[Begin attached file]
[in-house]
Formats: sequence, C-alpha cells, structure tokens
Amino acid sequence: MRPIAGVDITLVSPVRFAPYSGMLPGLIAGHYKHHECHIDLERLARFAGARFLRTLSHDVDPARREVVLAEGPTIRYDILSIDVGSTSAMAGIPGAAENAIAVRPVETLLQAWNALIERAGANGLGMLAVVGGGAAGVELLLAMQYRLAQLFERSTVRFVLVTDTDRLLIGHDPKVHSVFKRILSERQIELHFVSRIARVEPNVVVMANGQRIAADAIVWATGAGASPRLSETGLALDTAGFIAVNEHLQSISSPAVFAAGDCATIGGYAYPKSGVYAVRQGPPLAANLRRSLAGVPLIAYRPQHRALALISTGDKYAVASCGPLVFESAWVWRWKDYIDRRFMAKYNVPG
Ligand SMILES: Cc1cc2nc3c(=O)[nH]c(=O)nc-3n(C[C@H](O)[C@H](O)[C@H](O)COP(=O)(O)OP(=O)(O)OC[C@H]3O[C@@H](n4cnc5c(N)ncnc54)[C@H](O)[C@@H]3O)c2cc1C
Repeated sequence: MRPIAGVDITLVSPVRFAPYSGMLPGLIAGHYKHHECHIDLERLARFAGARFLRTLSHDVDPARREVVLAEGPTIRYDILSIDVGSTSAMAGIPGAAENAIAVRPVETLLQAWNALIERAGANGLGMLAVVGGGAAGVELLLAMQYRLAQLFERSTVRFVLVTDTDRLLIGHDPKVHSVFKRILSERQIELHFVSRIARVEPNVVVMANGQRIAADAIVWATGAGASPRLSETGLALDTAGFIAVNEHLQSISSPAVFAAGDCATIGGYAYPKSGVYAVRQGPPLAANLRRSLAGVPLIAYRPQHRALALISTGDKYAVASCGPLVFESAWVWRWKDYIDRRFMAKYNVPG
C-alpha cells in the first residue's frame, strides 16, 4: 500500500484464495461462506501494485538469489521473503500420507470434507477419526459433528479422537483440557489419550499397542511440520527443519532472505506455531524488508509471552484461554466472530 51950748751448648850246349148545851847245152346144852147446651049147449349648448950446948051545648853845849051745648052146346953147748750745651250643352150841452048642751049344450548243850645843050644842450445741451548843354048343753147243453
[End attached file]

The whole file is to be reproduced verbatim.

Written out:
[in-house]
Formats: sequence, C-alpha cells, structure tokens
Amino acid sequence: MRPIAGVDITLVSPVRFAPYSGMLPGLIAGHYKHHECHIDLERLARFAGARFLRTLSHDVDPARREVVLAEGPTIRYDILSIDVGSTSAMAGIPGAAENAIAVRPVETLLQAWNALIERAGANGLGMLAVVGGGAAGVELLLAMQYRLAQLFERSTVRFVLVTDTDRLLIGHDPKVHSVFKRILSERQIELHFVSRIARVEPNVVVMANGQRIAADAIVWATGAGASPRLSETGLALDTAGFIAVNEHLQSISSPAVFAAGDCATIGGYAYPKSGVYAVRQGPPLAANLRRSLAGVPLIAYRPQHRALALISTGDKYAVASCGPLVFESAWVWRWKDYIDRRFMAKYNVPG
Ligand SMILES: Cc1cc2nc3c(=O)[nH]c(=O)nc-3n(C[C@H](O)[C@H](O)[C@H](O)COP(=O)(O)OP(=O)(O)OC[C@H]3O[C@@H](n4cnc5c(N)ncnc54)[C@H](O)[C@@H]3O)c2cc1C
Repeated sequence: MRPIAGVDITLVSPVRFAPYSGMLPGLIAGHYKHHECHIDLERLARFAGARFLRTLSHDVDPARREVVLAEGPTIRYDILSIDVGSTSAMAGIPGAAENAIAVRPVETLLQAWNALIERAGANGLGMLAVVGGGAAGVELLLAMQYRLAQLFERSTVRFVLVTDTDRLLIGHDPKVHSVFKRILSERQIELHFVSRIARVEPNVVVMANGQRIAADAIVWATGAGASPRLSETGLALDTAGFIAVNEHLQSISSPAVFAAGDCATIGGYAYPKSGVYAVRQGPPLAANLRRSLAGVPLIAYRPQHRALALISTGDKYAVASCGPLVFESAWVWRWKDYIDRRFMAKYNVPG
C-alpha cells in the first residue's frame, strides 16, 4: 500500500484464495461462506501494485538469489521473503500420507470434507477419526459433528479422537483440557489419550499397542511440520527443519532472505506455531524488508509471552484461554466472530 51950748751448648850246349148545851847245152346144852147446651049147449349648448950446948051545648853845849051745648052146346953147748750745651250643352150841452048642751049344450548243850645843050644842450445741451548843354048343753147243453